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A colloquialism is an expression not used in formal speech, writing or paralinguistics. Colloquialisms are also sometimes referred to collectively as "colloquial language". [1] Colloquialisms or colloquial language is considered to be characteristic of or only appropriate for casual, ordinary, familiar, or informal conversation rather than formal speech or writing.[2] Dictionaries often display colloquial words and phrases with the abbreviation colloq. as an identifier.



Some examples of informal colloquialisms can include words (such as "y'all" or "gonna" or "wanna"), phrases (such as "ain't nothin'" and "graveyard dead"), or sometimes even an entire aphorism ("There's more than one way to skin a cat").

Map showing the popularity of different soft drink naming conventions in the US; "Pop" (blue) in the Midwest and Northwest, "soda" (tan & brown) in the Northeast and Southwest, and "coke" (red) in the South.[3]

Colloquialisms are often used primarily within a limited geographical area, known by linguists to spread through normal conversational interaction of a language, though more often now through informal online interaction. A common example given is the regional term used by people when describing a carbonated soft drink. In the Upper Midwestern United States, in common with Canada, it is commonly called "pop", while in other areas, notably the Northeastern and extreme Western United States, it is referred to as "soda". In the Southern United States, it is commonly called "Coke" regardless of brand. Some southerners even refer to soft drinks as "dope." The common belief is that this is an outdated reference to stimulant properties contained in these drinks. In New England it is occasionally called "tonic." In some areas of Scotland it is referred to as "ginger", and confusion over whether this term referred to all soft drinks or just ginger beer was apparent in the case of Donoghue v Stevenson. (See: Names for soft drinks for more regional examples of colloquial names given to soft drinks.)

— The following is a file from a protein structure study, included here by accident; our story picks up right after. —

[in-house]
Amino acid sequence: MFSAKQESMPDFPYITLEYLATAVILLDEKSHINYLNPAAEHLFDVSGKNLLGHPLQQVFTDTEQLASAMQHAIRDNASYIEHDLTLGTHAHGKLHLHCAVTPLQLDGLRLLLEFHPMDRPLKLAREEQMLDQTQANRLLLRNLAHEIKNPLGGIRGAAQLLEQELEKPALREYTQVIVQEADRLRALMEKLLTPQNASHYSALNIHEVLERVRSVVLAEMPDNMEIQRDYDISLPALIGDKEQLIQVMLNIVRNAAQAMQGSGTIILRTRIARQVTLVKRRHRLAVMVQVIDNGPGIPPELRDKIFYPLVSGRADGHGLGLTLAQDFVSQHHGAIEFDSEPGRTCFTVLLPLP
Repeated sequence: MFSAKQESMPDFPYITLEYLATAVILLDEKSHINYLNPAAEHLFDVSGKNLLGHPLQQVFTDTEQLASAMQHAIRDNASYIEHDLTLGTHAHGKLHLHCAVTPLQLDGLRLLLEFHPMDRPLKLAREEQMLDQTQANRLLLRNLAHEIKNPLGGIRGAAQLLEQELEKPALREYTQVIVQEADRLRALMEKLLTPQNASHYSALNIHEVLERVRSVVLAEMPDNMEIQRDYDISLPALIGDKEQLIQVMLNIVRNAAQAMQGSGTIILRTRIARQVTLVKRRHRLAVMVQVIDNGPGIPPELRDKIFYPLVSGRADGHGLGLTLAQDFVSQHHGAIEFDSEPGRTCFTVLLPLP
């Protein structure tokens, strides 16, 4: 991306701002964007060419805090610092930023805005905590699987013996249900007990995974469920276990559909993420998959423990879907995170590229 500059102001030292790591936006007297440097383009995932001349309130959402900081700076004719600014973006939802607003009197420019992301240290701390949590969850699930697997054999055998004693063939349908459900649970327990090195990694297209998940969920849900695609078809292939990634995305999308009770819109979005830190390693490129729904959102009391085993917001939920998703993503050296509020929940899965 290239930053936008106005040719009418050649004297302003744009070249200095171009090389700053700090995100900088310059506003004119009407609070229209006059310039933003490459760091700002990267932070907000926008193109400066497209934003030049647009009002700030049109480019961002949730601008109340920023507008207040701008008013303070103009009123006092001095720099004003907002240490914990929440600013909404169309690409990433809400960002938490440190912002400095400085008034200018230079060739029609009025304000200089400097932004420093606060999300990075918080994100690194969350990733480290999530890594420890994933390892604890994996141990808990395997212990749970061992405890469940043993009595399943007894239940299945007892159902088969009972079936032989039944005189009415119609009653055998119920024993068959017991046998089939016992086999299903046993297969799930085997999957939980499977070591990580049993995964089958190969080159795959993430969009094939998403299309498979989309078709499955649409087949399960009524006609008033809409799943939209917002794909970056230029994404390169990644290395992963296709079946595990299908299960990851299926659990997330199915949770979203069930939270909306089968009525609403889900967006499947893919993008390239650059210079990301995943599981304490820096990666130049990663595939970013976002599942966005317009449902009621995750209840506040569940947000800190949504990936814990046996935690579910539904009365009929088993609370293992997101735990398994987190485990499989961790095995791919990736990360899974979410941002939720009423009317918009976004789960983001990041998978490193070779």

Another example of colloquialism is the two different terms for rectangular maple doughnuts. They are called Long Johns in most of the United States, but in the Pacific Northwest (such as Oregon and Washington), they are referred to as Maple bars. In New England (such as Maine, New Hampshire, Vermont, Massachusetts, Rhode Island, and Connecticut), they are called Bear Claws.

Words that have a formal meaning may also have a colloquial meaning that, while technically incorrect, is recognizable due to common usage. For example, though biweekly is truly defined as "every other week", many dictionaries list both "twice a week" and "every other week".

Auxiliary languages are sometimes assumed to be lacking in colloquialisms, but this varies from one language to another. In Interlingua, the same standards of eligibility apply to colloquialisms as to other terms. Thus, any widely international colloquialism may be used in Interlingua. Expressions such as en las manos de... 'in the hands of...', ¿Qué pasa? 'What's going on?', are common.

Distinction between colloquialisms and slang

Some linguists make a distinction between colloquialisms and slangisms (slang words). According to linguist Ghil'ad Zuckermann, "slang refers to informal (and often transient) lexical items used by a specific social group, for instance teenagers, soldiers, prisoners, or thieves. Slang is not considered the same as colloquial (speech), which is informal, relaxed speech used on occasion by any speaker; this might include contractions such as you’re, as well as colloquialisms. A colloquialism is a lexical item used in informal speech; whilst the broadest sense of the term ‘colloquialism’ might include slangism, its narrow sense does not. Slangisms are often used in colloquial speech but not all colloquialisms are slangisms. One method of distinguishing between a slangism and a colloquialism is to ask whether most native speakers know the word (and use it); if they do, it is a colloquialism. However, the problem is that this is not a discrete, quantized system but a continuum. Although the majority of slangisms are ephemeral and often supplanted by new ones, some gain non-slang colloquial status (e.g. English silly – cf. German selig ‘blessed’, Middle High German sælde ‘bliss, luck’ and Zelda, a Jewish female first name) and even formal status (e.g. English mob)."[4]


  1. ^ colloquialism. (n.d.). Unabridged (v 1.1). Retrieved September 10, 2008, from website:
  2. ^ colloquial. (n.d.). Unabridged (v 1.1). Retrieved September 10, 2008, from website:
  3. ^
  4. ^ See p. 21 in ‘‘Language Contact and Lexical Enrichment in Israeli Hebrew’’, by Zuckermann, Ghil’ad, Houndmills: Palgrave Macmillan, 2003.

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